The first NASCAR Sprint Cup Champion's Week in Las Vegas came to a close Friday night.
The night lauded the 10 top drivers in the stock-car series and was a coronation for Jimmie Johnson, who picked up a $6.6 million bonus check for winning a record fourth consecutive series championship.
But a bigger winner was Las Vegas, according to Rossi Ralenkotter, president and chief executive of the Las Vegas Convention and Visitors Authority, which lured the event to town after it had been held in New York City since 1981.
"This has been a big winner for our city, and it couldn't have come at a better time," said Ralenkotter, who began negotiating with NASCAR chairman Brian France four years ago to bring racing's biggest banquet and celebration to Las Vegas.
Ralenkotter said Las Vegas Motor Speedway president Chris Powell and Bruton Smith, the founder and chairman of Speedway Motorsports Inc., which owns the track, convinced him to pursue the event.
France said Friday he was pleased with the banquet, which set a record with about 1,500 attendees, including 200 fans (this was the first time fans could attend the event).
"Our first year in Las Vegas was a remarkable success for NASCAR, our fans and the city. We were welcomed with open arms and made to feel right at home," France said.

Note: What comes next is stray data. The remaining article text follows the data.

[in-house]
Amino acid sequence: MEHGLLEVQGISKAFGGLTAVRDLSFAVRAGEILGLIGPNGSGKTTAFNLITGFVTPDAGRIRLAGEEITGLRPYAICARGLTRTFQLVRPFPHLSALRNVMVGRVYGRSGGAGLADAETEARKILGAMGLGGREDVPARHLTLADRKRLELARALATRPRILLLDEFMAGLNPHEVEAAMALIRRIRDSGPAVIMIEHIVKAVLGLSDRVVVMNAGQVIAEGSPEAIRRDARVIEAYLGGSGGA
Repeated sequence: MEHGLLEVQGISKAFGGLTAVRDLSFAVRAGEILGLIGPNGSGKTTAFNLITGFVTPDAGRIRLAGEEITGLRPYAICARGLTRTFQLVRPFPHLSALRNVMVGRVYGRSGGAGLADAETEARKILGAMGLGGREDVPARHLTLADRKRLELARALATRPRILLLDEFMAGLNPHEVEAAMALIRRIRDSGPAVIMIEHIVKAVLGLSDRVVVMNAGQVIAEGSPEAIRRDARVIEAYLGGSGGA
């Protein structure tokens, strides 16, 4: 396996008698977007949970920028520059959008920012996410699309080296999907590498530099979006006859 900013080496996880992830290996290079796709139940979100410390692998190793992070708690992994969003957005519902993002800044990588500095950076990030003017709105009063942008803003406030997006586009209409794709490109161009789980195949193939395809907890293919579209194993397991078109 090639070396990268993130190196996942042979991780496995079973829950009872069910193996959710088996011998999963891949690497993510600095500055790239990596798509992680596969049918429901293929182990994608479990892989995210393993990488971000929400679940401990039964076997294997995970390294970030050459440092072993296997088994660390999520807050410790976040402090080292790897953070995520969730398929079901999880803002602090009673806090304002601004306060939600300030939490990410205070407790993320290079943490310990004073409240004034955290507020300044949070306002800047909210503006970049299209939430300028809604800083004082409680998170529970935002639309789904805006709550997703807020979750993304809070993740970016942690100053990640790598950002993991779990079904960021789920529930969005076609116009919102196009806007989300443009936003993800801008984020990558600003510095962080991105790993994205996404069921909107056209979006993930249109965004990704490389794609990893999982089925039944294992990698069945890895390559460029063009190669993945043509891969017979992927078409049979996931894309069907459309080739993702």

The LVCVA has a three-year contract with NASCAR to host the three-day celebration at a cost of $800,000 a year. But Ralenkotter thinks the return will be far greater than the investment.
"We wanted to create more synergy and access for the (NASCAR) fan base, and we did that," he said. "We're looking for a long-term relationship, and the event will get even bigger and more NASCAR fans will travel here to enjoy it."
Even Johnson, who owns an apartment in New York City, thinks Las Vegas is the perfect venue.
"Vegas has been a great host," the native of El Cajon, Calif., said. "We weren't rushing around, and we had a lot more free time. We all work together all year but really don't just get a chance to hang out like we did here."
Although race-car displays were staged along the Strip and at the Fremont Street Experience beginning Monday, the first major event was the Chasers for Charity Fanfest and roast hosted by the speedway, which raised about $50,000 for charity.
Although drivers reveled in the opportunity to interact with fans and take verbal jabs at each other in jest, it was Thursday's Victory Lap parade along a 2-mile route on the Strip -- punctuated by a minute-long, smoky burnout by Johnson at Spring Mountain Road -- that set the Las Vegas event apart from the ones in New York City, where considerable limitations were placed on drivers.
"It was a real coup for us to take the cars down the Strip," Ralenkotter said. "That couldn't have happened without the help of (police) and our hotel properties."
The 12 drivers participating in Champion's Week agreed this year's celebration was more fun and offered more diverse entertainment options than New York.
"I loved how the fans were involved," said Jeff Gordon, the four-time champion who finished this season third. Ryan Newman, ninth in points, added, "any time you can involve fans it's important."
No driver was prouder of the event than Las Vegas native and 2004 Cup champion Kurt Busch, who was calm before his speech as the fourth-place finisher. Unlike his first time in the top 10 in 2002 when he finished third.
"Man, I was so nervous," he said. "I remember one hand was hot and the other one was cold.
"It was just so cool to have it this time in my hometown. It will be even better next year."
Contact reporter Jeff Wolf at email@example.com or 702-383-0247.